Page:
British Science Week this year ran from 8 to 15 March, and so coincided with the week that the students came back in to school. The theme was ‘Innovating for the Future’, and the students were welcomed back on site with a whole host of activities and competitions.
In Kindergarten, Science Week saw the children taking part in some investigating fun. The simple science experiments included finding out how soap cleans our hands. Pupils used glitter to represent the germs and watched how the soap made the germs quickly move away.
There was a rain cloud made of crazy foam and the children watched as the coloured rain made its way through.
Everyone enjoyed the dunking biscuit challenge: how long can your biscuit stay in the water before breaking up. The children used both warm and cold water and were able to share their thoughts and ideas on the outcomes.
Finally they added food colouring to milk, and the children loved watching the colours swirl and twirl and mix together to create new ones. The surprise came when they added soap and the colours shot to the sides of the tray; as the children commented “It’s like magic!”.
The highlight of the week was to be asked to visit the science lab where the children watched and took part in a series of experiments led by our senior pupils. We hope we have inspired some budding scientists in Kindergarten.
Pupils explored what coloured materials they could see the best in the dark and discussed the word ‘reflective’. They also explored blowing bubbles, seeing if they could make different sized bubbles and explored blowing quickly and slowly and also trying to catch the bubbles.
Reception learnt about a Scientist called Eva Crane who studied bees. They talked about the ‘life cycle of the bee’ and made some bees using pasta.
One morning the challenge was to create a structure using biscuits, chocolate fingers and melted chocolate as the glue. Everyone was very creative and all structures were different. We enjoyed seeing the melted chocolate turn from a liquid to a solid and to be able to pick up the structures.
They got out a ramp to predict and test which tin cans would roll the furthest. The tin of sweetcorn got the most votes but it was the baked beans that travelled the furthest. Children then tested some of their favourite toys to see how far they would travel and enjoyed putting the ramp at different angles to see the difference that made.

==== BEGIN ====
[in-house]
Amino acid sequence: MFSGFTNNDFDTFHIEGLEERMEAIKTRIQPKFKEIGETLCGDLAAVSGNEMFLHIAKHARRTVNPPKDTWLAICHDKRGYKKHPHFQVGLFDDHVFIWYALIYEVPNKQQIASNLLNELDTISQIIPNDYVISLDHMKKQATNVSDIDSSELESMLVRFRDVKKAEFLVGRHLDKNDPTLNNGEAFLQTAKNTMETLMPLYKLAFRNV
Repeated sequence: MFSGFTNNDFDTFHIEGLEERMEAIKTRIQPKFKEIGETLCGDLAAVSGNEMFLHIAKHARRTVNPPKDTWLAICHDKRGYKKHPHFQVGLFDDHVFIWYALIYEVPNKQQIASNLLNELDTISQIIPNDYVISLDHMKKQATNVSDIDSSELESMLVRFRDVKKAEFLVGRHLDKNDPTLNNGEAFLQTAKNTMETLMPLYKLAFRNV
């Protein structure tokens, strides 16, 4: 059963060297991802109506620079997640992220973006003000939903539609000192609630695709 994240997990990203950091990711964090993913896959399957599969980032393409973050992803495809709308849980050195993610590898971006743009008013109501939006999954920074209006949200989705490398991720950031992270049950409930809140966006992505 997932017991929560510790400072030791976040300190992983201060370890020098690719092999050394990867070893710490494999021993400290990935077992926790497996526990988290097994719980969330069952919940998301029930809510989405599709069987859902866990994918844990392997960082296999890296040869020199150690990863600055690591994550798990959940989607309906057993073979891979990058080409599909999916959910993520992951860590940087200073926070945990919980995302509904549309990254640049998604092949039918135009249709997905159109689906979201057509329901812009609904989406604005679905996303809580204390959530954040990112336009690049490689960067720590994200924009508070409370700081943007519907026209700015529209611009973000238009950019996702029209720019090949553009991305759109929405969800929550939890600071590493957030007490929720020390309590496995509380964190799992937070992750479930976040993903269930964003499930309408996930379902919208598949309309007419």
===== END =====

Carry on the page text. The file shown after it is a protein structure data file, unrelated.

They also had the opportunity to explore making music with different sized glasses with different amounts of water and built structures using Lego.
Year 1 had a brilliant week and enjoyed working in a variety of different ways and with different pupils. Some of the experiments were done individually, others in mixed groups or with a partner.
All pupils entered the Baylab competition and the standard of entries received was extremely high. All Year 1 pupils were awarded their Crest Awards Passport and certificate for completing an amazing ten experiments.
Some highlights of the week were the volcanoes the children made with a partner. The children were able to explain how the baking soda reacted with the vinegar to cause a chemical reaction and that the carbon dioxide was responsible for all the fizzing and bubbling during the ‘eruption’.
Another favourite experiment of the week was the paper towel colour mixing experiment. This created the colour purple in the middle of the paper towels once the red colour in one cup joined with the blue coloured water in the second cup. Year One enjoyed growing cress and many ate their cress at home once it finished growing.
All pupils wrote a biography about Marie Curie’s life and learned that she won the Noble Prize for Physics and Scientific excellence twice.
Year 1 went into the forest on one of the windiest days of the year and Charles proved to be particularly expert at using a litter picker. All of Year 1 had an opportunity to help the community by using litter pickers to collect some of the paper and plastic litter in the forest. To end the week, pupils had fun with bubbles and a paper aeroplane competition.
Year 2 had a fun-filled week of Science investigations. On the Monday, the children were challenged with the task to build a bridge using only paper, Lego blocks, straws and Sellotape. They then investigated how strong their team’s bridge structure was by testing how many blocks it held up.
Pupils also ventured out to the forest to investigate the different effects that exercise has on our body. Later in the week, Year 2 had the chance to make their own cornflour slime. The children were amazed at how their mixtures appeared to be a liquid until they squeezed it in their hands. The highlight of the week for many of the children was making their own lava lamps, which they were amazed to watch glow in the dark. Overall, the children thoroughly enjoyed their Science Week activities and are already looking forward to next year!
Year 3 had a fantastic action packed Science week, exploring a series of different experiments and investigations. During this week, Year 3 had the opportunity to participate in the CREST Challenge award, which they particularly enjoyed, they loved that they were able to receive a CREST award passport with lots of Science stickers.